As Conor Peek of Cabin Boy Jumped Ship took to the stage, he was met with all the screaming and excitement of a crowd fit-to-burst. With commanding harsh vocals and a phenomenal light show to match, all the energy on stage was doubled by those in the crowd, ready to rock. Turning the volume down a little, Derby emo/alternative quartet Garden State took to the acoustic stage, with vocals so powerful they almost tripped over and drowned the instrumental, and despite the more stripped back sound to the show, the set felt a little on the rough side to suit the venue as well as some had. What began as a bit of a ragged start for The Inside Is Live soon led into a colossal set opener at Stealth. Determined anthemic vocal work ploughed through the set-driving percussion, and ground shaking riffs that orchestrated the show rolled over the occasional flat moment. With an enthusiastic crowd chanting, “we are the reckless youth”, the quintet proved to own the stage.

Layby chose to step away from their usual easycore sound to play their part on the acoustic stage, providing a shockingly new slant on the debut EP, and incorporating hints of spoken word to add a grounded sound among the vibrant instrumental. A mash-up of Blink’s Always and Dammit settled brilliantly with the crowd, received by cheers. Although vocalist Aaron Bowes look as though he’d rather have been standing up and unleashing the energy, the band held a tight set throughout – even through a few technical issues – to showcase a promising new track, Chronic, off their next release. Meanwhile, a small earthquake was cracking off next door in the form of The Winter Hill Syndicate. Vocalist Tom Walker took the chance to show off an impressive range, without the need of harsh vocals to command the room, and the crowd took the chance to burst into a pit. The rockers looked right at home on the main stage, as did London’s Arthur Walwin in the quaint acoustic bar. Without making a huge deal out of himself, Arthur managed to maintain the attention of the crowd through his soft and controlled vocals, perfectly suited to the venue. Having worked with more than a handful of bands on the line-up, Arthur’s extensive musical ability and stage presence weren’t hidden in his set, displayed alongside a magnificent range.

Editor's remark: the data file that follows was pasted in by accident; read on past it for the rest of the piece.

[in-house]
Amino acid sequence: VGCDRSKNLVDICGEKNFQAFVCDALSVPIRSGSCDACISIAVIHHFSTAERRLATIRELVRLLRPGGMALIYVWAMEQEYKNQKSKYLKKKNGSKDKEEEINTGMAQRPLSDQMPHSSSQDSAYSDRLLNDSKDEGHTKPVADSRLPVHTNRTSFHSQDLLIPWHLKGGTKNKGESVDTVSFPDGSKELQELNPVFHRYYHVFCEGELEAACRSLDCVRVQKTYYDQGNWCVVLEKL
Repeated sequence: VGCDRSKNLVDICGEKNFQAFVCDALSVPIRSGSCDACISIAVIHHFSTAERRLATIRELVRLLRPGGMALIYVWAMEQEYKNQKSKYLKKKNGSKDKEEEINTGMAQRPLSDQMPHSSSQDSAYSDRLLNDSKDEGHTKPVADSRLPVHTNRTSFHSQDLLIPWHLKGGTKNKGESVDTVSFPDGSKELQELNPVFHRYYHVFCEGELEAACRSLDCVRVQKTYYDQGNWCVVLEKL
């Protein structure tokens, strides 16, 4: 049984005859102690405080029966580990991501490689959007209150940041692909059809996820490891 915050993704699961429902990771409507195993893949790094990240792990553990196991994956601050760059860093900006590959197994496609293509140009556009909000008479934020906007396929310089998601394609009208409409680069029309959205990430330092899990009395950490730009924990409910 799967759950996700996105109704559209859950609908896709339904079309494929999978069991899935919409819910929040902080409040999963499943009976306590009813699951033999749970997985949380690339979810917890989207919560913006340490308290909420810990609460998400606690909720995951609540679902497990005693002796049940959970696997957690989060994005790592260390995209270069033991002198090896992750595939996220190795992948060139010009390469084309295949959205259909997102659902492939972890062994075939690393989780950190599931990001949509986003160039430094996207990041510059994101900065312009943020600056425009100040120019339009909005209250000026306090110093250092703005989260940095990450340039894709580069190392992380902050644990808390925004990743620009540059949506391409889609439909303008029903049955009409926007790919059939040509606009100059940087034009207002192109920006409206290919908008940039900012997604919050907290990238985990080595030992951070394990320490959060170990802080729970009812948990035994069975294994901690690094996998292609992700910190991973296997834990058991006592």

As the main stage became home for Adelphia, the tight sets became a common theme. Although through the opening a large amount of the vocals became drowned out, when they did get a chance to shine their closeness prevailed and they managed to display their usual solid style of a show. Towards the close of the festival Anavae took Stealth’s stage to reinforce that being a female-fronted rock band is not any form of gimmick, with a set far from any of the usual cliches it entails. With the most powerful vocals of the day, the band had no trouble encouraging the crowd, with the enthusiasm that encompassed the stage spreading like wildfire. The Safety Fire took their chance on the main stage to show that the festival was only picking up pace through the day, with almost tangible electricity in the air. Finally, Hype Theory’s soulful and powerful close to the acoustic stage highlighted why they had the honour of headlining it, and incorporated a spectacular Bring Me The Horizon cover. Needless to say, it resulted in being a magnificent finale to a brilliant and packed day – and all in the name of Macmillan!